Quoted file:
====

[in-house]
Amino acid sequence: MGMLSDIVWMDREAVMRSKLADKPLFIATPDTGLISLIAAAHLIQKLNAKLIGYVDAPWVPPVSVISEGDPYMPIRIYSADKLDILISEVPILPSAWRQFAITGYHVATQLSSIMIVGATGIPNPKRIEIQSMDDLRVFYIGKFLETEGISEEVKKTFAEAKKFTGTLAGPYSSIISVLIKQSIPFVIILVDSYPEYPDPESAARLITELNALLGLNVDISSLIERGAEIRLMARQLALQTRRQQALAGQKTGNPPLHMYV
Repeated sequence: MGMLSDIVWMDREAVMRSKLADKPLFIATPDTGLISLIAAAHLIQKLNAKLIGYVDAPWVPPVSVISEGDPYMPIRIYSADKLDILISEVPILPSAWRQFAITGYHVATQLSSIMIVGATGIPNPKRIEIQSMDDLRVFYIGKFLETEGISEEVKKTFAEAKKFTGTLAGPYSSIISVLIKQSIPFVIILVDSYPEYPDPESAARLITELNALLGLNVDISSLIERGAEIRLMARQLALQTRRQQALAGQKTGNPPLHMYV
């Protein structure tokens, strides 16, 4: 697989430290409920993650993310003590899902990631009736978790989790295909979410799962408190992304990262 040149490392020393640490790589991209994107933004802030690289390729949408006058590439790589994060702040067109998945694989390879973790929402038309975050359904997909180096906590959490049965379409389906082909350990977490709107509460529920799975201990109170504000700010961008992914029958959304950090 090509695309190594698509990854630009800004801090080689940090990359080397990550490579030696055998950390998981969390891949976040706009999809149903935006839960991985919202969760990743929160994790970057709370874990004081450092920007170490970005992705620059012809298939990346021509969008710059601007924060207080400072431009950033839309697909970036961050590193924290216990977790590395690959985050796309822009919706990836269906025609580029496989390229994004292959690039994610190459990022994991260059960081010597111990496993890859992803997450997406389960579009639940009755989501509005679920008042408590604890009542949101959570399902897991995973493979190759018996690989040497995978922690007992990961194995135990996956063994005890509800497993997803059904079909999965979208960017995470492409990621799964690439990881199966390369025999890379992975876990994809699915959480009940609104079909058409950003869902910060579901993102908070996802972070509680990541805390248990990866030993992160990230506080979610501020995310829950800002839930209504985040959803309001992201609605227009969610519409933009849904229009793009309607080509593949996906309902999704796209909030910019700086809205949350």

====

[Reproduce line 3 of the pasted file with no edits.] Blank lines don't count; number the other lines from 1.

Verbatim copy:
Repeated sequence: MGMLSDIVWMDREAVMRSKLADKPLFIATPDTGLISLIAAAHLIQKLNAKLIGYVDAPWVPPVSVISEGDPYMPIRIYSADKLDILISEVPILPSAWRQFAITGYHVATQLSSIMIVGATGIPNPKRIEIQSMDDLRVFYIGKFLETEGISEEVKKTFAEAKKFTGTLAGPYSSIISVLIKQSIPFVIILVDSYPEYPDPESAARLITELNALLGLNVDISSLIERGAEIRLMARQLALQTRRQQALAGQKTGNPPLHMYV